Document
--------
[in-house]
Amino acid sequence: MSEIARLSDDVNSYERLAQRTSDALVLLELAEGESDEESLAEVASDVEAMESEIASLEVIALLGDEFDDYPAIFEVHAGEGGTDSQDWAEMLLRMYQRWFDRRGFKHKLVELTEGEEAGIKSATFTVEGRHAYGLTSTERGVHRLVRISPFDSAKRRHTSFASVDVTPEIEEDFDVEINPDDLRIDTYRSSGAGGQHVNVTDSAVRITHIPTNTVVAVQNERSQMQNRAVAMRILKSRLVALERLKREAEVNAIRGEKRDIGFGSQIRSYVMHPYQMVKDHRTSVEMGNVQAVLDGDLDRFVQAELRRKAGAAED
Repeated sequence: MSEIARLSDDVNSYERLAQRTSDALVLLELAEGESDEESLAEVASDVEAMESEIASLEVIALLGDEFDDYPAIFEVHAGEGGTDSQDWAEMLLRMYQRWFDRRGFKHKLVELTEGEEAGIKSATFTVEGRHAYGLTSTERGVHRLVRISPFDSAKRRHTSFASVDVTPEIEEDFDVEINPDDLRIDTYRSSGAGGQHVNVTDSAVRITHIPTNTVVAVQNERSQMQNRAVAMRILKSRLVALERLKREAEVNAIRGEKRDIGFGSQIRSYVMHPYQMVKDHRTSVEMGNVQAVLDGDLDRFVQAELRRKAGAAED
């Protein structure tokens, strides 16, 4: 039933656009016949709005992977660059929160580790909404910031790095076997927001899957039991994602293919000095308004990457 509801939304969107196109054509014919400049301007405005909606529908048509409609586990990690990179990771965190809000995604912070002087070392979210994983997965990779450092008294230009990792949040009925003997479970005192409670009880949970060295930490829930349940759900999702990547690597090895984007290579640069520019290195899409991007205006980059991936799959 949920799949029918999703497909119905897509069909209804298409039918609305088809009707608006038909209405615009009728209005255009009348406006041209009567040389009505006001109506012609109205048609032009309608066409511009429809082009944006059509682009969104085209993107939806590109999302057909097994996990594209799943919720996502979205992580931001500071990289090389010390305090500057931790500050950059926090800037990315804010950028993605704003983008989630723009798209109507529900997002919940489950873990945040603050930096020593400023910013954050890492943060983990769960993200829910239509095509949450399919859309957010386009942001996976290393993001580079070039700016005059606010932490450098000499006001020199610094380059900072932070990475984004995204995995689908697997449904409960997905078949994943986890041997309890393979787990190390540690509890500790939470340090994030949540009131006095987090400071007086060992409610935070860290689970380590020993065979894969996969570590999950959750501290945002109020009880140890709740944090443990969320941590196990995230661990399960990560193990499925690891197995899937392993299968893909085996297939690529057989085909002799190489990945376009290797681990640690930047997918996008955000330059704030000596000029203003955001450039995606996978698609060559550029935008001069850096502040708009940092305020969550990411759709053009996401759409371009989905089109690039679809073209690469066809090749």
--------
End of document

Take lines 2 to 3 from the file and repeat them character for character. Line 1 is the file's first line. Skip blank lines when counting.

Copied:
Amino acid sequence: MSEIARLSDDVNSYERLAQRTSDALVLLELAEGESDEESLAEVASDVEAMESEIASLEVIALLGDEFDDYPAIFEVHAGEGGTDSQDWAEMLLRMYQRWFDRRGFKHKLVELTEGEEAGIKSATFTVEGRHAYGLTSTERGVHRLVRISPFDSAKRRHTSFASVDVTPEIEEDFDVEINPDDLRIDTYRSSGAGGQHVNVTDSAVRITHIPTNTVVAVQNERSQMQNRAVAMRILKSRLVALERLKREAEVNAIRGEKRDIGFGSQIRSYVMHPYQMVKDHRTSVEMGNVQAVLDGDLDRFVQAELRRKAGAAED
Repeated sequence: MSEIARLSDDVNSYERLAQRTSDALVLLELAEGESDEESLAEVASDVEAMESEIASLEVIALLGDEFDDYPAIFEVHAGEGGTDSQDWAEMLLRMYQRWFDRRGFKHKLVELTEGEEAGIKSATFTVEGRHAYGLTSTERGVHRLVRISPFDSAKRRHTSFASVDVTPEIEEDFDVEINPDDLRIDTYRSSGAGGQHVNVTDSAVRITHIPTNTVVAVQNERSQMQNRAVAMRILKSRLVALERLKREAEVNAIRGEKRDIGFGSQIRSYVMHPYQMVKDHRTSVEMGNVQAVLDGDLDRFVQAELRRKAGAAED